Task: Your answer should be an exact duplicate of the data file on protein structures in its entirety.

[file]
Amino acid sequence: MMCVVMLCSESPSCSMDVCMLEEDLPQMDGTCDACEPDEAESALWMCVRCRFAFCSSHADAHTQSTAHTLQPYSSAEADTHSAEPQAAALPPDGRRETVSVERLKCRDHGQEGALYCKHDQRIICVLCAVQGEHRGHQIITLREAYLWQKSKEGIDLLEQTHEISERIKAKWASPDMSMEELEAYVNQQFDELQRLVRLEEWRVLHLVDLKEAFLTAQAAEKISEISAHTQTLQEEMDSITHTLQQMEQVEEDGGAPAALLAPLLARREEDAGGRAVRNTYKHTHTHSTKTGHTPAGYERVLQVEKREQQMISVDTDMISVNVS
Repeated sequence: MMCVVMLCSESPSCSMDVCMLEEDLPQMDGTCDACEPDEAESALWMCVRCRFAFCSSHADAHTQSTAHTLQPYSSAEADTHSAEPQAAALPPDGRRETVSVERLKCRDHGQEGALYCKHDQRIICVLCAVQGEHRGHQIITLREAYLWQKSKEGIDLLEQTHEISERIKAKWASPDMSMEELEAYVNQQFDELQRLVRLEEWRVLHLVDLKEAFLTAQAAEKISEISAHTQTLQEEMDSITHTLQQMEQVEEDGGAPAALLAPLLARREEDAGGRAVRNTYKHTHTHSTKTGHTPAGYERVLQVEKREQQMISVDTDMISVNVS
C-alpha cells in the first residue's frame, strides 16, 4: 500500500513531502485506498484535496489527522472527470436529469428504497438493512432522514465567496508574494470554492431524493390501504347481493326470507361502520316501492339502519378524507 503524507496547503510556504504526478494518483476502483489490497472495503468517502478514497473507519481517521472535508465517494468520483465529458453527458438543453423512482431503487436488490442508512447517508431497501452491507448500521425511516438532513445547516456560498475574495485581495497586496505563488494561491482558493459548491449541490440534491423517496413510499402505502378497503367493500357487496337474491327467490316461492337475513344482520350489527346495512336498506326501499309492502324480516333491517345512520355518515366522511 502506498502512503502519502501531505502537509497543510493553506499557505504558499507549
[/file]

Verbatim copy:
Amino acid sequence: MMCVVMLCSESPSCSMDVCMLEEDLPQMDGTCDACEPDEAESALWMCVRCRFAFCSSHADAHTQSTAHTLQPYSSAEADTHSAEPQAAALPPDGRRETVSVERLKCRDHGQEGALYCKHDQRIICVLCAVQGEHRGHQIITLREAYLWQKSKEGIDLLEQTHEISERIKAKWASPDMSMEELEAYVNQQFDELQRLVRLEEWRVLHLVDLKEAFLTAQAAEKISEISAHTQTLQEEMDSITHTLQQMEQVEEDGGAPAALLAPLLARREEDAGGRAVRNTYKHTHTHSTKTGHTPAGYERVLQVEKREQQMISVDTDMISVNVS
Repeated sequence: MMCVVMLCSESPSCSMDVCMLEEDLPQMDGTCDACEPDEAESALWMCVRCRFAFCSSHADAHTQSTAHTLQPYSSAEADTHSAEPQAAALPPDGRRETVSVERLKCRDHGQEGALYCKHDQRIICVLCAVQGEHRGHQIITLREAYLWQKSKEGIDLLEQTHEISERIKAKWASPDMSMEELEAYVNQQFDELQRLVRLEEWRVLHLVDLKEAFLTAQAAEKISEISAHTQTLQEEMDSITHTLQQMEQVEEDGGAPAALLAPLLARREEDAGGRAVRNTYKHTHTHSTKTGHTPAGYERVLQVEKREQQMISVDTDMISVNVS
C-alpha cells in the first residue's frame, strides 16, 4: 500500500513531502485506498484535496489527522472527470436529469428504497438493512432522514465567496508574494470554492431524493390501504347481493326470507361502520316501492339502519378524507 503524507496547503510556504504526478494518483476502483489490497472495503468517502478514497473507519481517521472535508465517494468520483465529458453527458438543453423512482431503487436488490442508512447517508431497501452491507448500521425511516438532513445547516456560498475574495485581495497586496505563488494561491482558493459548491449541490440534491423517496413510499402505502378497503367493500357487496337474491327467490316461492337475513344482520350489527346495512336498506326501499309492502324480516333491517345512520355518515366522511 502506498502512503502519502501531505502537509497543510493553506499557505504558499507549